I deal in hope : Carolyn R Scheidies

Blog Dads are critical ingredient to growing up

1954 Dad Bill, Mom Ada, Carolyn, Paul, Karin

Dads play an integral part in raising their children. Their role is as important as the roles mothers play. Unless a father is abusive in some way, it is wise to involve dad in the life of his children–even if divorce has separated the family.

I know how important my dad was in my life. He held me securely on his lap and read to me by the hour. He read Alice and Wonderland over and over–the full version–until as he confessed years later, he came to heartily dislike the book. The book and others fired my imagination and started that desire to write my own stories.

Dad gave me a glimpse of a harsher world with stories about his years as a medic in World War II. Though he was careful about the stories he told, I realized the sacrifice the soldiers made, even of their lives, to protect their homeland and loved ones. He helped me see that fighting for what is right is right and just.

Without my father’s wisdom, I don’t know what I would have done when, as a young teen, I contracted Juvenile Rheumatoid Arthritis. My father’s medical knowledge stood me in good stead as we navigated the treatments at the time when medical knowledge was in its infancy about this disease. He managed to steer clear of treatments that destroyed the bones of other young patients. Dad’s knowledge and firmness with doctors gave me a chance to once more walk again.

As a pastor, my dad dealt with all sorts of situations, people and races. He (and my mother) taught me God loved all those He created and that everyone deserved respect. He showed me not only by words but also by example. He firmly believed God’s love extended to anyone. Sometimes his actions toward those deemed “unacceptable” got him in hot water with his congregations. He reached out anyway.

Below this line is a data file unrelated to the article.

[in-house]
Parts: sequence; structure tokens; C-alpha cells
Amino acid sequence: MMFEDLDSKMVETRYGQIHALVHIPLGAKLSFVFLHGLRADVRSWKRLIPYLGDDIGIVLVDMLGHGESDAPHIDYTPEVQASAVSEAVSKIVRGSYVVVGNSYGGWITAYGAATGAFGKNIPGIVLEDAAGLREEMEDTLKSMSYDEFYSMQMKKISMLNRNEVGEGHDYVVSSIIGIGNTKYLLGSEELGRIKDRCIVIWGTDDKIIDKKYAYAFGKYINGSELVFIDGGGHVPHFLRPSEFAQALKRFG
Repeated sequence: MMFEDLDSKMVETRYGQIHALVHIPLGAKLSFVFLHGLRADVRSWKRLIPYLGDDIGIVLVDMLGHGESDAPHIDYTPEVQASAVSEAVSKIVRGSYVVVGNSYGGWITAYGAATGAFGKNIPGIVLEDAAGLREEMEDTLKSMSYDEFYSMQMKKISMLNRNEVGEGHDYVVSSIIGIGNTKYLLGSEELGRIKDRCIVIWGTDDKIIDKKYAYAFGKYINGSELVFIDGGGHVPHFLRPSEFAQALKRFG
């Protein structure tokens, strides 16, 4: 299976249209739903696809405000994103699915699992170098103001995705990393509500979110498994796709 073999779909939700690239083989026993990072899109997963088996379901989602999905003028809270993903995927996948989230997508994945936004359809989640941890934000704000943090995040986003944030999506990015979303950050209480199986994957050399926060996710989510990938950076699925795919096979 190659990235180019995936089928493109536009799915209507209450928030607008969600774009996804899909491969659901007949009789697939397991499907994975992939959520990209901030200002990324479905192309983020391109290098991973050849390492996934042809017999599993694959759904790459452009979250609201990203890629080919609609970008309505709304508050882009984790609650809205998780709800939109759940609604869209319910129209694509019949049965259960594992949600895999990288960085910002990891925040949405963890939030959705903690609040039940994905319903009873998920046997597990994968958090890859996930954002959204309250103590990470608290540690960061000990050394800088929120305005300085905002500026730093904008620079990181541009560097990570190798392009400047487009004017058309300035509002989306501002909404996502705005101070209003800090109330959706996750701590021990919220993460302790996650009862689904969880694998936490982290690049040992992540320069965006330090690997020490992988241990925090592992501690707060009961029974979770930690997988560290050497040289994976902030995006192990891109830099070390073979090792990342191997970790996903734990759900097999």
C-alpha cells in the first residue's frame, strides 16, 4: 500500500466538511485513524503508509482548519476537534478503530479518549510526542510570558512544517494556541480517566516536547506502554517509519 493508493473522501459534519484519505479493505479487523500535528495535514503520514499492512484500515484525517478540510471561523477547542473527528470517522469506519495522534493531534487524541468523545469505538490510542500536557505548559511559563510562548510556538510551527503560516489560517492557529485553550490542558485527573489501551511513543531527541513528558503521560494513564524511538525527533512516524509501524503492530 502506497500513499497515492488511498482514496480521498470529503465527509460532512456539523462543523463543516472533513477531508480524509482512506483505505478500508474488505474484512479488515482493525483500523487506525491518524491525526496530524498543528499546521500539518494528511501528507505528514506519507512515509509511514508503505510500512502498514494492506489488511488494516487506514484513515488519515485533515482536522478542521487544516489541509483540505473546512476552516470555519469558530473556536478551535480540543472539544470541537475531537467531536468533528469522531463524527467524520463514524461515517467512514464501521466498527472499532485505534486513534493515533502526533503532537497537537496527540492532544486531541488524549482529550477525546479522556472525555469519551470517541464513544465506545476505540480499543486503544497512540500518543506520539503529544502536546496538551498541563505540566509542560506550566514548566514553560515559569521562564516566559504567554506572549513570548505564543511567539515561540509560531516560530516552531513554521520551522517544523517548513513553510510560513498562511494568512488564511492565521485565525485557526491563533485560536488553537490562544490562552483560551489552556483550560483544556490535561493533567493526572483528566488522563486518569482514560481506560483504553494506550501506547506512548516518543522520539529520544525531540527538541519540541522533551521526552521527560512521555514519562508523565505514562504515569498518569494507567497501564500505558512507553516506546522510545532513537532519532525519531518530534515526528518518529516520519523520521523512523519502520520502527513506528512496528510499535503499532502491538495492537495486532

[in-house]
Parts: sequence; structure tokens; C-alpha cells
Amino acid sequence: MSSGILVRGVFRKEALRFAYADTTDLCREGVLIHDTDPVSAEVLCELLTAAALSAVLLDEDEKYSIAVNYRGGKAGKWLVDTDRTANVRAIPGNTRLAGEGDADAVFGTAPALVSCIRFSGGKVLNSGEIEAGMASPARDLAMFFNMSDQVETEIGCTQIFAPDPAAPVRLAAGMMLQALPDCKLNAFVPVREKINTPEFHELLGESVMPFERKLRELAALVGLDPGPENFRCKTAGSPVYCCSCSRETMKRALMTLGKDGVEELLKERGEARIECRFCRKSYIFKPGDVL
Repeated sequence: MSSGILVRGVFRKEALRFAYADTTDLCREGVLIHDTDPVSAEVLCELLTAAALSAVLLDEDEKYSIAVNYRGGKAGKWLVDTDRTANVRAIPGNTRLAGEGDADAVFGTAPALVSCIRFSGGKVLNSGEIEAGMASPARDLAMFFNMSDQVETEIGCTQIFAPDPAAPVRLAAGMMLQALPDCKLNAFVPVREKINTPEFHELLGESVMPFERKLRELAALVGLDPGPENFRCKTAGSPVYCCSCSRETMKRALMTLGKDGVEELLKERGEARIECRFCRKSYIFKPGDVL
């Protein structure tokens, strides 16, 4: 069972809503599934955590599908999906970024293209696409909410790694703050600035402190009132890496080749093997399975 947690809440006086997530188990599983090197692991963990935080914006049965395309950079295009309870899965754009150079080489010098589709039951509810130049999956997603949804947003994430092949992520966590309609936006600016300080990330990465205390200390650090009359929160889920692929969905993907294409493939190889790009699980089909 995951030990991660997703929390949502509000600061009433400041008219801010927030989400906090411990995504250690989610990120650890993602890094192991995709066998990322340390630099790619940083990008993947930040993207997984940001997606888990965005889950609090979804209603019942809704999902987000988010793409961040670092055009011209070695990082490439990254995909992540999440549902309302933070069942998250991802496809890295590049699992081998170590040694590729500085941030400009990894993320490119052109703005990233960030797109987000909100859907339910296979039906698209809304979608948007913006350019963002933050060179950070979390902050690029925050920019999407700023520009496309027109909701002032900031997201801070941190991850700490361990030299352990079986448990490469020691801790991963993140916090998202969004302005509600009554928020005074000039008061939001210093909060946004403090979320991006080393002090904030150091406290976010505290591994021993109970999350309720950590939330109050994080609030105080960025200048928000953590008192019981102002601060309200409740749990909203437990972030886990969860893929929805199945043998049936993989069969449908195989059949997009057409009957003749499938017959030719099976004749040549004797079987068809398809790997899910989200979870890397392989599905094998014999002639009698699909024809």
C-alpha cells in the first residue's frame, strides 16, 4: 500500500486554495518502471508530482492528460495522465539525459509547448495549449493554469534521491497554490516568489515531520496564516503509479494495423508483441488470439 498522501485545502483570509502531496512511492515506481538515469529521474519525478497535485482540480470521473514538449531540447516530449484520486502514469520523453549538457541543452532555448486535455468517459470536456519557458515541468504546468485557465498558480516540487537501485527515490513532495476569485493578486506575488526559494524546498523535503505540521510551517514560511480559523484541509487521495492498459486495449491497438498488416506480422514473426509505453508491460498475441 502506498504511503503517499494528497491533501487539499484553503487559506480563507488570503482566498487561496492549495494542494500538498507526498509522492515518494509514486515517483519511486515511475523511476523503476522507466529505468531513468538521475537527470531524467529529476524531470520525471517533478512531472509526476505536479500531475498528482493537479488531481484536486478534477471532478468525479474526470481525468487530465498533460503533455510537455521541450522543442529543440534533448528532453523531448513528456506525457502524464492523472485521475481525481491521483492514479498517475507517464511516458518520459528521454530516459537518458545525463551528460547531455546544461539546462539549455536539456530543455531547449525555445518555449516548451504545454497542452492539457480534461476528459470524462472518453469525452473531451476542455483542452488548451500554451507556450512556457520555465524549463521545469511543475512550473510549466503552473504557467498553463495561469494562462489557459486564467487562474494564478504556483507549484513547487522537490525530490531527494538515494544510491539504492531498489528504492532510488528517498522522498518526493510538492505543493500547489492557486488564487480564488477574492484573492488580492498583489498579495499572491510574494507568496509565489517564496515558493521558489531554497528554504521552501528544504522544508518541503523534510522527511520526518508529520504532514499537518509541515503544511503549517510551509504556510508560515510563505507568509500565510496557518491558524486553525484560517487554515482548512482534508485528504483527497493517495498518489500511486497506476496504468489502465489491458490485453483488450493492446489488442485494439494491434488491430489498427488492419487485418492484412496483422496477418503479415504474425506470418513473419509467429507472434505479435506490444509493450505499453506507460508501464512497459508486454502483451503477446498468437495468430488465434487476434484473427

Dad believed in a gospel of grace and joy. Our family didn’t sit around with long faces. The Bible, Dad showed us, contains a whole lot about being joyful. Why? Because Jesus loves us and has a positive plan and purpose for those who follow Him. Dad who wasn’t a great singer nevertheless led his congregations in singing joyful choruses with my very musical mother at the piano or accordion.

Dad was a solid rock in my world, especially after my mother died of a massive stroke during my senior year of college when I was still wheelchair bound. Years later, after I’d married and Keith and I had two young children, we lost Dad. The grief overwhelmed and lasted for months.

Not everyone has the sort of father I had. I know of friends who lost their dads early. Many found substitutes in an uncle or a man from their church who took an interest and were later credited with helping them become men of honor, faith, and integrity.

Whether it is a holiday to celebrate fathers or not, we need to let our fathers, or those who acted in that role, know how much we love and appreciate them.

With love. Happy Father’s Day!

By Carolyn R scheidies
Kearney Hub Published 2019 June 10

For more on my life read The Day Secretariat Won the Triple Crown

 


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